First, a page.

This material edited and annotated by past SME President LaRoux Gillespie, CMfgE, PE will
be of interest to anyone interested in the importance of deburring and
surface conditioning to critical component functionality. Much of the
discussion here centers on the risk involved in failing to adequately
address edge finish and surface conditioning issues in aeronautical and
aerospace manufacturing. The forum discussion was brought to the
attention of the DESC group by Giovanni Cirani, an SME-DESC Technical Group member and CBF specialist from Italy.
The following paragraphs provide some insight into the issues
caused by burrs and sharp edges, and surface roughness. This is the
result of combining proven research with discussion and industrial
experiences, particularly on aircraft parts.
Gillespie, CMfgE, PE and past president of SME is shown here at the SME
Mfg4 Conference and Exposition in Hartford CT. Shown along with LaRoux
is Dr. Michael Massarsky, inventor of the Turbo-Abrasive Machining
method for deburring and finishing rotating aerospace hardware.
• cut hands in assembly or disassembly
• interference fits (from burrs) in assemblies
•jammed mechanisms (from burrs)
• scratched or scored mating surfaces (which allow seals to leak)
• friction increases or changes (disallowed in some assemblies)
• increased wear on moving or stressed parts
• electrical short circuits (from loose burrs)
• cut wires from sharp edges and sharp burrs
·• unacceptable high voltage breakdown of dielectric
·• irregular electrical and magnetic fields (from burrs)
• detuning of microwave systems (from burrs)
• metal contamination in unique aerospace assemblies
• clogged filters and ports (from loose burr accumulation)
• cut rubber seals and O-Rings
• excessive stress concentrations
• plating build up at edges
• paint buildup at edges (from electrostatic spray over burrs)
• paint thin out over sharp edges (from liquid paints)
• edge craters, fractures, or crumbling (from initially irregular edges)
• turbulence and nonlaminar flow
• reduced sheet metal formability
• inaccurate dimensional measurements
• microwave heating at edges
• reduced volumetric efficiency of air compressors
• reduced cleaning ability in clean room applications
• reduced photoresist adherence at edges, and to the list we would add:
• less aesthetic appeal. —
The sources describing the research on effects of burrs are listed in Deburring: A 70-Year Bibliography (Gillespie, 2001).
October 2002 Will K. Taylor in an Internet open forum stated, “It is
standard aeronautical practice to: (a) attain 125-microinches Ra
machined finish [or better] on cut and machined edges/surfaces; (2)
deburr holes and chamfer/radius edges; and (3) round-off [radius] sharp
[squareish] exterior and interior corners." He then asked, “What
engineering and practical benefits are derived from following standard
many responses to this question generally reflect the above bulleted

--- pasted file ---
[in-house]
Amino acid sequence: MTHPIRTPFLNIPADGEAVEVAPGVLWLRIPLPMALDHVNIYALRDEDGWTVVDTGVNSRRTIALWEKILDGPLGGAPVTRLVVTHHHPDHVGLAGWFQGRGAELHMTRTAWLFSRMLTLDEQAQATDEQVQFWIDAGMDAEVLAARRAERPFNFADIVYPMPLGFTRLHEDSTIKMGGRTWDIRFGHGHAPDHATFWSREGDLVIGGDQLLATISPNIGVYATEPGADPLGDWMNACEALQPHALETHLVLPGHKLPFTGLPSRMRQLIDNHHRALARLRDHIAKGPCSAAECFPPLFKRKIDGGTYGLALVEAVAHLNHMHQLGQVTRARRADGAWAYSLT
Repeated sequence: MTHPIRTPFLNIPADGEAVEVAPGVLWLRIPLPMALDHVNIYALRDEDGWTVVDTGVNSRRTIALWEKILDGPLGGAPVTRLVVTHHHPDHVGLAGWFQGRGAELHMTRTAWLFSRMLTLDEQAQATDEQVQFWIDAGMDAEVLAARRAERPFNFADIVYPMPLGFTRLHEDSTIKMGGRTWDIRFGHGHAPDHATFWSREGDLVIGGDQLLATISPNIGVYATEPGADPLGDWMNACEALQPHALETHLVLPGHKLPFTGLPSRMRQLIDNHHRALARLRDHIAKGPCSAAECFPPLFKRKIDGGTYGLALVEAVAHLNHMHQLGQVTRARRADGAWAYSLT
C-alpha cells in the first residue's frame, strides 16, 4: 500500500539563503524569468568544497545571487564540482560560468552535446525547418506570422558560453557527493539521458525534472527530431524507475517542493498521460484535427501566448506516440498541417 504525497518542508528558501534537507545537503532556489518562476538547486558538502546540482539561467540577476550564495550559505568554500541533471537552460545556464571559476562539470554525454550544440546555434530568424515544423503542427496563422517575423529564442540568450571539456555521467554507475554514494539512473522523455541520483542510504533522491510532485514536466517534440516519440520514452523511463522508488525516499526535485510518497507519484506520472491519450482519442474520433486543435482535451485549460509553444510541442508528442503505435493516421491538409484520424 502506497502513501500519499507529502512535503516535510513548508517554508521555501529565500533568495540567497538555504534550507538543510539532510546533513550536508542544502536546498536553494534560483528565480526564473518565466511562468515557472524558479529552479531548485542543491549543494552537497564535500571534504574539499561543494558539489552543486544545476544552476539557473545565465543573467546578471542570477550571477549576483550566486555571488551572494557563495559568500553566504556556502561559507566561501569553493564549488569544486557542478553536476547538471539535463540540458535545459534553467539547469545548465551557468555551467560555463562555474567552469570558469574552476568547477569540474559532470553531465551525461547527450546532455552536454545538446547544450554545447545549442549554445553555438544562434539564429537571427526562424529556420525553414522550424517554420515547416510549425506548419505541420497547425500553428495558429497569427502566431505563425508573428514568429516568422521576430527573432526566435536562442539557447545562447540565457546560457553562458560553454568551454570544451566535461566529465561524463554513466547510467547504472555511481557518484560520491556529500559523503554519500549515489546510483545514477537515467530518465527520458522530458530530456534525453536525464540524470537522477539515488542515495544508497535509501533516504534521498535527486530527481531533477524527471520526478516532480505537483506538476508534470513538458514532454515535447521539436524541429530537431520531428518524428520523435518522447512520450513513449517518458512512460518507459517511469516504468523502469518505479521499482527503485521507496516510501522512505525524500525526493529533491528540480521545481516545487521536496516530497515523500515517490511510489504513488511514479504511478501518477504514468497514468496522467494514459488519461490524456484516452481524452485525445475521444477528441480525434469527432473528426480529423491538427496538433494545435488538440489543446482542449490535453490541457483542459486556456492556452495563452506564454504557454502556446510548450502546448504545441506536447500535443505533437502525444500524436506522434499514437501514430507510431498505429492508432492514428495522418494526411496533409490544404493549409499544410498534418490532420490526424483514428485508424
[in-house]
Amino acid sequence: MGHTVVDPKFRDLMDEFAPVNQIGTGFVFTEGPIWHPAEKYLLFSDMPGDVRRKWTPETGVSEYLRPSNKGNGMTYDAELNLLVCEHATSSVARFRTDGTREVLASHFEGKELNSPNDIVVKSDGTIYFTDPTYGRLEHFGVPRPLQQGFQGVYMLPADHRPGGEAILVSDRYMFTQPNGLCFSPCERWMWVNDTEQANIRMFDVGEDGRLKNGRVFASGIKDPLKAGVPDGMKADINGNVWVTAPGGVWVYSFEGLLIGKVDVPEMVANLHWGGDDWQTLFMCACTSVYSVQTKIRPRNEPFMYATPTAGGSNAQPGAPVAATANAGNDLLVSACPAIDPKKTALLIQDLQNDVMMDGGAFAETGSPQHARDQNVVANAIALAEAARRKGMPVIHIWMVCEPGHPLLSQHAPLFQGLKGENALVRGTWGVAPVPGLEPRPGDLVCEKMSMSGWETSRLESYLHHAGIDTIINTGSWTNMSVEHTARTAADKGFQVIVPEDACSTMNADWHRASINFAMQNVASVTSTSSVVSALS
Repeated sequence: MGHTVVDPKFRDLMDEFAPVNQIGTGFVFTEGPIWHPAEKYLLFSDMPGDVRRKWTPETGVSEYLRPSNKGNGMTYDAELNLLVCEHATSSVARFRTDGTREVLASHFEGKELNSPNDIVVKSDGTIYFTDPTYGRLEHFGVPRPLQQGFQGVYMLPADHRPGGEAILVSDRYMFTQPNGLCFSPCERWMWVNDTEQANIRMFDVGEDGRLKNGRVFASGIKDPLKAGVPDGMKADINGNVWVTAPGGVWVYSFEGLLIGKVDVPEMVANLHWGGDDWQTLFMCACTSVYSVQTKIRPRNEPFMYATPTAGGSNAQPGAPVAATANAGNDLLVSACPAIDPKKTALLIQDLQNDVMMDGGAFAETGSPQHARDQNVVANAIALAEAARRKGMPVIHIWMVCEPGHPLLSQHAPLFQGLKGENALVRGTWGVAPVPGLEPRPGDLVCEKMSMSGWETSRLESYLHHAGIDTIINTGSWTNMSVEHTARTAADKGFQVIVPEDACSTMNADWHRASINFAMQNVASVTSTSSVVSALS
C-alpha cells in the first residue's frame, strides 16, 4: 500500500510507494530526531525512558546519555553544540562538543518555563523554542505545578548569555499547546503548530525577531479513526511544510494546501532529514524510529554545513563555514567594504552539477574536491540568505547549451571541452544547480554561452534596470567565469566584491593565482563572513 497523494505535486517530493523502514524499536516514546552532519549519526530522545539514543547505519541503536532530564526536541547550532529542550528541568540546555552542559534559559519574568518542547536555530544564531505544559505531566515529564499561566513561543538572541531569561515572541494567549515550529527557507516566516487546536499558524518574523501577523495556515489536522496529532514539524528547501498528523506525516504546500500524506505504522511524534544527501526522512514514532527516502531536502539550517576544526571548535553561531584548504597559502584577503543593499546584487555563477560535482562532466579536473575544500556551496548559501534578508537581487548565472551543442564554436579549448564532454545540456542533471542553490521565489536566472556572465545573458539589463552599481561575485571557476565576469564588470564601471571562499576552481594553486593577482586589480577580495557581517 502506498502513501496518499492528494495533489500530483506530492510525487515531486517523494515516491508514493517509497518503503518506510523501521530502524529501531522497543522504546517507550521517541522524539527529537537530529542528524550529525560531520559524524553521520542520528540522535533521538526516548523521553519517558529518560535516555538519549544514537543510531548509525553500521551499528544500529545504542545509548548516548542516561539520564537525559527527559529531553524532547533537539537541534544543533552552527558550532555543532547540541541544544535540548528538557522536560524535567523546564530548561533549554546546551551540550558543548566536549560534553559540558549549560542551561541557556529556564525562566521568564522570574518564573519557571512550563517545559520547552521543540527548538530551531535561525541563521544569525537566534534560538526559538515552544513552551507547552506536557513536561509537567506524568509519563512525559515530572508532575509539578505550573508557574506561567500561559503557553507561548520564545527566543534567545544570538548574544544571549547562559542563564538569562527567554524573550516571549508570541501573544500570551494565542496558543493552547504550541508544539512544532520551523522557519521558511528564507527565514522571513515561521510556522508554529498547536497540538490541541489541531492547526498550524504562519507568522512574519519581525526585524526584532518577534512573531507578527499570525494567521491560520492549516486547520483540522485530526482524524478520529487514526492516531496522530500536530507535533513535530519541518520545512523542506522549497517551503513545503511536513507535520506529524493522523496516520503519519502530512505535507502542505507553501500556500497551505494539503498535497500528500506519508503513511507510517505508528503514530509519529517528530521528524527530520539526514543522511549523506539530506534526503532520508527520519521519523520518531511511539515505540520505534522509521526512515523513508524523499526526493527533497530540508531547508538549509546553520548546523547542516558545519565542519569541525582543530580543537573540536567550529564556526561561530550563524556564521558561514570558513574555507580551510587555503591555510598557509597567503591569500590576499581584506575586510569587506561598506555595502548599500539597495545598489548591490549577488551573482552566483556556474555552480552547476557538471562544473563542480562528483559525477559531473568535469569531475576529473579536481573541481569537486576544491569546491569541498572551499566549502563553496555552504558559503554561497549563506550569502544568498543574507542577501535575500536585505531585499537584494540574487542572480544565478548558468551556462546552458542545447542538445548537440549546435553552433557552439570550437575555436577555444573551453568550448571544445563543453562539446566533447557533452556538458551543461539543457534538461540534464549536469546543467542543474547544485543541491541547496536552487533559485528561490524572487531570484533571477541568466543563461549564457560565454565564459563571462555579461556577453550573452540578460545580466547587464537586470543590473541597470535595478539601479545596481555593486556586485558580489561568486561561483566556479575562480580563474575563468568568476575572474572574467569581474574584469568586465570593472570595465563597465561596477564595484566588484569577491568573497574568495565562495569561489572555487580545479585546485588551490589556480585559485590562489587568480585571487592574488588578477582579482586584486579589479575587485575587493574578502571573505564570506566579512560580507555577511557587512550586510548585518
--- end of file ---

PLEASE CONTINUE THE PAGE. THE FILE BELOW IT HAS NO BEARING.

issues – some in more depth and a few in questioning or less proven
fashion. While the entire discussion is not recreated here, many of the
ideas are. For complete details see www.eng-tips.com
[aircraft engineering forum]. The editor of this paper does not
authenticate the answers, but believes the commentary is useful for
Fatigue life, stresses and strain
life increases when decreasing surface roughness and smoother surfaces
have less preload loss when they are part of a mechanically fastened
- Typical exit burr, such as those developed from drilling operations. Photo courtesy of Extrude Hone
corners increase stress concentration, so increasing radii decreases
stress concentration, which increases fracture resistance and fatigue
water creeps under interfaces via higher surface roughness and fills up
a cavity or interface, then freezes, it could create high stresses
and/or accelerate material fracture, not to mention stress corrosion
cracking at scores from the hidden, trapped water/chemicals.
author notes, “Sharp corners, burr holes etc. increase not only the
stress but the strain as well. Looking at the strain we can have three
1. The strain can be inside the linear behavior. (Under the yield limit)
2. The strain can be between the ultimate and the yield limit.
3. The strain can reach the ultimate limit
the third situation is going to occur, the cracks can develop because
of material failure. In this case, the crack can also reach the
material’s “critical value”. For this reason, round the corners,
deburring the holes, and finishing the surfaces will help to pass from
the third to the first situation.”
- Burr removal and edge contour developed with Abrasive Flow Machining. Photo courtesy of Extrude Hone Corporation.
the part is to be heat treated, leaving any sharp external corners can
lead to quench cracking because of the much greater local cooling rate.”
Corrosion and coating impact
surface finish introduces millions of new points for crevice corrosion
on the surface. Also, a rough surface can make it difficult to get good